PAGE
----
Sunday, February 5, 2012

Fox Confessor

Once upon a time, on the coldest day of the year,
a little red fox sat on the snow.
Before him, at the edge of a grove of frozen trees,
was a black-haired woman with the darkest, most bewitching eyes
that the fox had ever seen.

"I have black tea," called the fox,
"and I have black bread.
Come share them with me,
or you will soon be dead."

The woman at the edge of the grove
of frozen trees waved her hand,
and the sun, already weak, began to melt
right into her hand.
"What good is your tea," she asked the fox,
"without company?
What good is your loaf
without butter fresh and sweet?"

"I have fur," called the fox,
"and a sable blanket on my burrow bed.
Come share them with me,
Or you will soon be dead."

"Perhaps you are right," sighed the one so dusky and fair.
"Come here and I will tell you a secret;
Be quick, for it is the coldest day of the year...
I cannot walk and can no longer move,
But I will share this butter for your bread
and tell my secret in your ear."

Very slowly, the little fox came close,
with the tiniest steps and the most hesitant tread.
The fox meant to have both butter and bread,
And tea and secret, before the lady was dead.

The woman at the edge
of the grove of frozen trees implored,
"Come faster, dear fox,
come close, let us talk,
For I have but a single breath more."
Never confess to a fox, they say,
but more important than that,
Never trust a lady whose secret desires 
are tea, a loaf,
and a new fox fur hat.

My little poem has as its inspirations, the top photograph by Richard Schear and the Russian folk tale of the Fox Confessor. In the tale, a fox tries to talk a rooster down from a tree by pretending to be concerned for the rooster's soul. "Come confess to me," urges the fox, who only wants to eat the rooster.


Sioux said...

What a delightful, tale. I have only seen one fox, in the wild, and it was a spiritual experience.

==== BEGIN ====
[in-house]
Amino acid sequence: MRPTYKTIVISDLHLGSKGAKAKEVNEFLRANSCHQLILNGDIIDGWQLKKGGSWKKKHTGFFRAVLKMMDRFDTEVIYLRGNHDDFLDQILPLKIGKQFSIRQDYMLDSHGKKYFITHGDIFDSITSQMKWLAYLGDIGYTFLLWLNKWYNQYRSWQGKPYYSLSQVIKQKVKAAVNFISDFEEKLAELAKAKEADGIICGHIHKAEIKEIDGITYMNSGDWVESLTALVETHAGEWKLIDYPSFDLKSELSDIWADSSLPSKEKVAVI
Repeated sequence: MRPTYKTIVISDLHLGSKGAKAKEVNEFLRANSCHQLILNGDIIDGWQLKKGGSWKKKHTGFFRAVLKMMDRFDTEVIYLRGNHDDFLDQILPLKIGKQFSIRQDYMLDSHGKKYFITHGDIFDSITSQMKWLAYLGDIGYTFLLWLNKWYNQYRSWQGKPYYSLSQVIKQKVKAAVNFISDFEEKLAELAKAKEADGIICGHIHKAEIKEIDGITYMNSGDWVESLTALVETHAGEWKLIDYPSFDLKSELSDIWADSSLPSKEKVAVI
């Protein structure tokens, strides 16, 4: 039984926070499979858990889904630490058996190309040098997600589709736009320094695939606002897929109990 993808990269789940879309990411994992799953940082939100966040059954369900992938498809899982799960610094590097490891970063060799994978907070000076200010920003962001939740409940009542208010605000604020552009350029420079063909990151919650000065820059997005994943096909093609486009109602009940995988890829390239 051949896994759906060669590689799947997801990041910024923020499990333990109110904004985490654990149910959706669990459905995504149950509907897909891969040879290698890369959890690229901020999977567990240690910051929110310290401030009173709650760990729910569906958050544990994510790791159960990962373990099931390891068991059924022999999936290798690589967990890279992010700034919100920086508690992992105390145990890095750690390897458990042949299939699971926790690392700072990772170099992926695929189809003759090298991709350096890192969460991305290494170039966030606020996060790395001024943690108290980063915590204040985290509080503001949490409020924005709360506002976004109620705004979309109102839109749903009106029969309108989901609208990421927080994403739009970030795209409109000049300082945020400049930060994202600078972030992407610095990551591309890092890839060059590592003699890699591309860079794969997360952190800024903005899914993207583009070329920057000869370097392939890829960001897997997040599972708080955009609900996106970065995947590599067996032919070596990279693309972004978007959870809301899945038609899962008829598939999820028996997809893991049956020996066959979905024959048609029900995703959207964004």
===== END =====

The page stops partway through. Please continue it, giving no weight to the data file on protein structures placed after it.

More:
ellen abbott said...

ah, fairy tales where things are never as they seem.

Cloudia said...

Not a word
out of place.

You are the best poet I know.

Warm Aloha from Hawaii
Comfort Spiral

> < } } ( ° >

Cloudia said...

you are aware I think of the shape shifting foxes and ghost women in Japan. . .

Totoro, anyone?

Warm Aloha from Hawaii
Comfort Spiral

> < } } ( ° >

Susie Clevenger said...

I love this tale!!

Brian Miller said...

nice...depending on your interpretation the fox stands for cunning, slyness...even in medieval periods it stood for the devil...

Anonymous said...

What a wonderful twist to the tale and a great story to go with that picture.

Matt D said...

The poor little fox ... he fell for a femme fatale!

Isadora Gruye said...

Love the title! and the story you spun to boot. What I admire most about your writing is that you are always one to try out new forms, styles etc. You go boldly forth to conjure up poems, where as I may be meekly gazing at my shoes waiting for the same thing to arrive at my feet. lovely work here lady

HermanTurnip said...'s like an Aesop's Fable. How traumatic and touching, just like childhood.

Mama Zen said...

Oh, you can tell a story! Love this, Shay.

LL Cool Joe said...

I found a dead fox in the back garden last week, she could have had that one! She might have needed to get rid of some maggots first. :D

hedgewitch said...

Hard to tell which is more devious, or least to be trusted--those pictures are perfectly illustrated in this tale of cold cold hearts. The sense of freeze and shadows is superb here.

Kerry O'Connor said...

I read this on my phone first thing this morning.. and what a tale! I know one bad turn deserves another, but I was rooting for the fox..

Fireblossom said...

Well....I don't come right out and say that she got him, only that she wanted to. Maybe he was crafty enough to slip away! I kind of hope that he did.

Daryl Edelstein said...

Oh that fox was not so smart as he thought .. beware dark eyed women

Scarlet said...

Ha! Outfoxing a clever.

Jinksy said...

A tale (tail ?) of a foxy lady! LOL Great story.

Sherry Blue Sky said...

Oh, what a clever fox-tale. Loved it.

Kay L. Davies said...

Like Kerry, I was rooting for the fox, too. I've never seen one in person, so they're not vermin to me, but lovely redhaired animals.
I love your retelling of the old story, using the frosted trees as your prompt.
Beautifully done, my dear Shay!

Lolamouse said...

Maybe the fox got a lady hat out of the encounter?

Kathy Bischoping said...

Nicely done! A fox picking its way through snow is magical. I have remembered one of those for maybe 20 years now.

Anonymous said...

He met his match, sweet. I laughed out loud.

Margaret said...

Oh, well, she can just do without that hat! :)